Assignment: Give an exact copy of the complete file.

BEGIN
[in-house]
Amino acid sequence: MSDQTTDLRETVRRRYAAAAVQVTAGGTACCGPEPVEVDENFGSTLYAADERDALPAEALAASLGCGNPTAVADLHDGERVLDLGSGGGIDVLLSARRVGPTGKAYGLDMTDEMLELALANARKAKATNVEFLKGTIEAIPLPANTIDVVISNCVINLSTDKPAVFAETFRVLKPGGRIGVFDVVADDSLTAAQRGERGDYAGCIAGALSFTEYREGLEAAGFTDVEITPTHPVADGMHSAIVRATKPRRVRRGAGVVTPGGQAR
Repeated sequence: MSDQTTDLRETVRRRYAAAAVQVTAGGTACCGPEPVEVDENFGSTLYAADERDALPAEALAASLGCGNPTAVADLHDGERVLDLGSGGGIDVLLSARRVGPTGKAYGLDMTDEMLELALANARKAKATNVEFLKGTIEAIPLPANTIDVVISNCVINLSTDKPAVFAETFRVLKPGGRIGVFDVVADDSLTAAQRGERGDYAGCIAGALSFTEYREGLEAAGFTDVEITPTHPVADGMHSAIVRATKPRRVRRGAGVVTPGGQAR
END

[in-house]
Amino acid sequence: MSDQTTDLRETVRRRYAAAAVQVTAGGTACCGPEPVEVDENFGSTLYAADERDALPAEALAASLGCGNPTAVADLHDGERVLDLGSGGGIDVLLSARRVGPTGKAYGLDMTDEMLELALANARKAKATNVEFLKGTIEAIPLPANTIDVVISNCVINLSTDKPAVFAETFRVLKPGGRIGVFDVVADDSLTAAQRGERGDYAGCIAGALSFTEYREGLEAAGFTDVEITPTHPVADGMHSAIVRATKPRRVRRGAGVVTPGGQAR
Repeated sequence: MSDQTTDLRETVRRRYAAAAVQVTAGGTACCGPEPVEVDENFGSTLYAADERDALPAEALAASLGCGNPTAVADLHDGERVLDLGSGGGIDVLLSARRVGPTGKAYGLDMTDEMLELALANARKAKATNVEFLKGTIEAIPLPANTIDVVISNCVINLSTDKPAVFAETFRVLKPGGRIGVFDVVADDSLTAAQRGERGDYAGCIAGALSFTEYREGLEAAGFTDVEITPTHPVADGMHSAIVRATKPRRVRRGAGVVTPGGQAR